If you’re reading this and you’re a man, great. If you are a woman, even better. Not that I want to become the Germaine Greer of the beer world. I simply want to make it clear that beer is as much a woman’s drink as it is a man’s. Even though the wonderful world of beer may still be very much dominated by men.
In the past few years, our women-and-beer-project has grown immensely, with an overwhelming number of positive reactions from both sides of the gender line. When we were just getting our project off the ground, the world was a grim place where marketers believed that women only like beer when it’s sweet and fruity, a place where society in general was very sceptical of female beer drinkers and the hospitality industry didn’t treat beer as an equal of wine. Thankfully, I can honestly say that after only three years, we’ve come a long way.
But, yes there is a but. Although more and more women are attending beer festivals and events, and participating in beer tastings, the truth is most women still tend to choose a glass of wine over a quality Belgian beer. Despite our best efforts, we are still missing the boat when it comes to convincing women to give beer a chance.
And that is actually all it takes. After showing about 200 women’s organizations the beauty of beer, and letting them discover beer’s wide spectrum of aromas and flavours, the majority of women were pleasantly surprised.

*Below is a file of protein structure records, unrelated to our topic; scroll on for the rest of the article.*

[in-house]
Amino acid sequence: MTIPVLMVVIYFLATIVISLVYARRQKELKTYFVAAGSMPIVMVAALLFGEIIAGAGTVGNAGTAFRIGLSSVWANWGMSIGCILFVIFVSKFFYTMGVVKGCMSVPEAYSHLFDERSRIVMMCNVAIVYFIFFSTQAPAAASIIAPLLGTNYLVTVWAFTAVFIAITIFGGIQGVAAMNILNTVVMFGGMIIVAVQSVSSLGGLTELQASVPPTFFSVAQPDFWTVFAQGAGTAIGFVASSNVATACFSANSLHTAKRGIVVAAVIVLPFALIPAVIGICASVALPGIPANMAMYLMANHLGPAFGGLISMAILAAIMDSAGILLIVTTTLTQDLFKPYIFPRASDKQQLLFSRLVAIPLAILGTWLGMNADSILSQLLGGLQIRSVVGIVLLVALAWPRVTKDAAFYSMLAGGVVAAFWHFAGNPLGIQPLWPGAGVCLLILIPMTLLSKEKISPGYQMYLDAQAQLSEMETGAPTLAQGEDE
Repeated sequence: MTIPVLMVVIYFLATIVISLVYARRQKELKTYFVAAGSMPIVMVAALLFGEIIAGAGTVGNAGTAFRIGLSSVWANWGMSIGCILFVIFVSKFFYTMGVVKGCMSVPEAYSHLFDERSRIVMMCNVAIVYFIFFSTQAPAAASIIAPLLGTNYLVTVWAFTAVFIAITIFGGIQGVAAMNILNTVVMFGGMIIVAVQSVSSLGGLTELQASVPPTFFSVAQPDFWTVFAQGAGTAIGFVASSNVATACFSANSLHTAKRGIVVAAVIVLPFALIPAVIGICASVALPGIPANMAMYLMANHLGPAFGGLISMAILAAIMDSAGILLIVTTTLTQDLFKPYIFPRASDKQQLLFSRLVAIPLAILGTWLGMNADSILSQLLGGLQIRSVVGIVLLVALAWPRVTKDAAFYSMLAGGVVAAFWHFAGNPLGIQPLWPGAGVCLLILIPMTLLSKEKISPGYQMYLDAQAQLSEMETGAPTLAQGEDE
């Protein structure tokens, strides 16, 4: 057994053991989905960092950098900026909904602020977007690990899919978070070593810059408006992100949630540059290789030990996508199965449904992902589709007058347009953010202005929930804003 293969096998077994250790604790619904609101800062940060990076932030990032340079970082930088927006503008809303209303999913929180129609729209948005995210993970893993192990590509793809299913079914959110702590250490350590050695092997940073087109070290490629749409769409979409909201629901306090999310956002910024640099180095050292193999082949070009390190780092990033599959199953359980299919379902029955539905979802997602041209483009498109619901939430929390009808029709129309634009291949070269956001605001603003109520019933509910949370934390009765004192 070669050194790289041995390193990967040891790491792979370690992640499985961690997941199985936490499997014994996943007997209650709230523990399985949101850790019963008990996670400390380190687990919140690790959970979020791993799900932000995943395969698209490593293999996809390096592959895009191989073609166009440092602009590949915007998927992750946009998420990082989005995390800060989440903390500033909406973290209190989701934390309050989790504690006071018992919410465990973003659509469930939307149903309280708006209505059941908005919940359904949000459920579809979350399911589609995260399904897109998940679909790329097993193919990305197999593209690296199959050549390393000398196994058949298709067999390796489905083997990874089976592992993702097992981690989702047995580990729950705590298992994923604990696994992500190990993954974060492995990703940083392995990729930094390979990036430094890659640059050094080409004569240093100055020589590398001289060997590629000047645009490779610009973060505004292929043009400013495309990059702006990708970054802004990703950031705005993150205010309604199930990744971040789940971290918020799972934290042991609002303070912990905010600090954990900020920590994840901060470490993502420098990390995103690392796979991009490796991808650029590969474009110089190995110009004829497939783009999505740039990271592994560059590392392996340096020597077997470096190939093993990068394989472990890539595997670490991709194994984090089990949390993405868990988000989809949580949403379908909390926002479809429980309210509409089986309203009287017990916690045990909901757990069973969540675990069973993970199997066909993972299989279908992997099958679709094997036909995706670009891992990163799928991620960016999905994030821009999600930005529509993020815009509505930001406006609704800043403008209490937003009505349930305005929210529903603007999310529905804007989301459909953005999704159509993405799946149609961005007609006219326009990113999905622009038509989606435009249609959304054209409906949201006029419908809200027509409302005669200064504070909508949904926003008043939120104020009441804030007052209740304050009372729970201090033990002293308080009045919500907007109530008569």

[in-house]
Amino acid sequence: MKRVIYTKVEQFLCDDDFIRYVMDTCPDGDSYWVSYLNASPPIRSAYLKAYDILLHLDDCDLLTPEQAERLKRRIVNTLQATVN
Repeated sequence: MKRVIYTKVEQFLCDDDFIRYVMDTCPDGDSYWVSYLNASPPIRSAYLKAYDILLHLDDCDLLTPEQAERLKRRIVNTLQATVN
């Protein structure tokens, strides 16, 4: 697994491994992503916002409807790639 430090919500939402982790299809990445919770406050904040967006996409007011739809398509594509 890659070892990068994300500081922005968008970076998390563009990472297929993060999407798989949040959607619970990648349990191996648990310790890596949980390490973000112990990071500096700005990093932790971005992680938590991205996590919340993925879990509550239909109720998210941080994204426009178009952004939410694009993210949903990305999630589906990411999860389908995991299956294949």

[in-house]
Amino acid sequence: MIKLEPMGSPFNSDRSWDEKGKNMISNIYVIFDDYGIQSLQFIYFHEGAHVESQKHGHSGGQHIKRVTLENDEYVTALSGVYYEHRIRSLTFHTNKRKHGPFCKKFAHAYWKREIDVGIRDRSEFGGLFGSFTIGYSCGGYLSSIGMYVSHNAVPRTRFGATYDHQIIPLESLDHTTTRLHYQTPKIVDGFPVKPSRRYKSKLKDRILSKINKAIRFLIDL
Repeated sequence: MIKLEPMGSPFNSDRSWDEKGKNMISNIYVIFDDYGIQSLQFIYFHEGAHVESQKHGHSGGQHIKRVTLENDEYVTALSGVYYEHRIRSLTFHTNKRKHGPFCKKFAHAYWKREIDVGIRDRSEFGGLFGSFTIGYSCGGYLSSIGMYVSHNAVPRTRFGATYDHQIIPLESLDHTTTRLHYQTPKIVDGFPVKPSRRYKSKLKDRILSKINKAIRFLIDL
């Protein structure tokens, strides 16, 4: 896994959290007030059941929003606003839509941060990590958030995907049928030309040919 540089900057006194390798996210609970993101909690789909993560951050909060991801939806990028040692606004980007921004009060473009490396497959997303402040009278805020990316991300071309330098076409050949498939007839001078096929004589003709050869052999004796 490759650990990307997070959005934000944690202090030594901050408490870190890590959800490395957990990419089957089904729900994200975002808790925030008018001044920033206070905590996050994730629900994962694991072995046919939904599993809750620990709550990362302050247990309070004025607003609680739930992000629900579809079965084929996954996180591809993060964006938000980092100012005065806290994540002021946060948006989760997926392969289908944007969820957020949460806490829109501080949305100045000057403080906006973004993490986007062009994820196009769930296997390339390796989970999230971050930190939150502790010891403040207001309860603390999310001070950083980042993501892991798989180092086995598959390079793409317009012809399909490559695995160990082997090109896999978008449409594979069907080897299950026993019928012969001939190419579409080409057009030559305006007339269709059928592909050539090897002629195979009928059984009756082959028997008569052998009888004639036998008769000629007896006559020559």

There’s no denying there is still a lot of work to be done on the presentationand perception of beer from a societal standpoint. But the real mentality switch is made while tasting.
So if someone asks me why ‘women and beer’, why promote Apero National (a ladies-only beer event on 7 March), why brew Eva and Deliria with just women, I respond with more questions: How many women drink beer in your family? And how many of them would order a beer during a night out, instead of the usual wine or cava, let alone serve beer at a dinner party? If they can answer ‘half or most of them’, I would be satisfied. But I am fairly sure we’re not there yet.
That’s why I jumped at the chance to become guest editor for this issue of Belgian Beer & Food dedicated to women and beer. I’ve been celebrating International Women’s Day with a beer event for three years in a row now, but it’s not enough. Reaching women in the beer world is the easy part; getting more women into beer is the real challenge. And I can’t think of a better way to do this than through writing.
When will it be enough? The day I can walk into any Belgian bar or restaurant and see a lot of women and men enjoying beer together.
If you are a man and you’ve reached the end of this editorial, please pass it
along to your wife, mother, aunt or niece. And perhaps pour out one of your
favourite Belgian beers for them to enjoy while reading. Because it may be still a man’s world, but it would be nothing without a woman in it.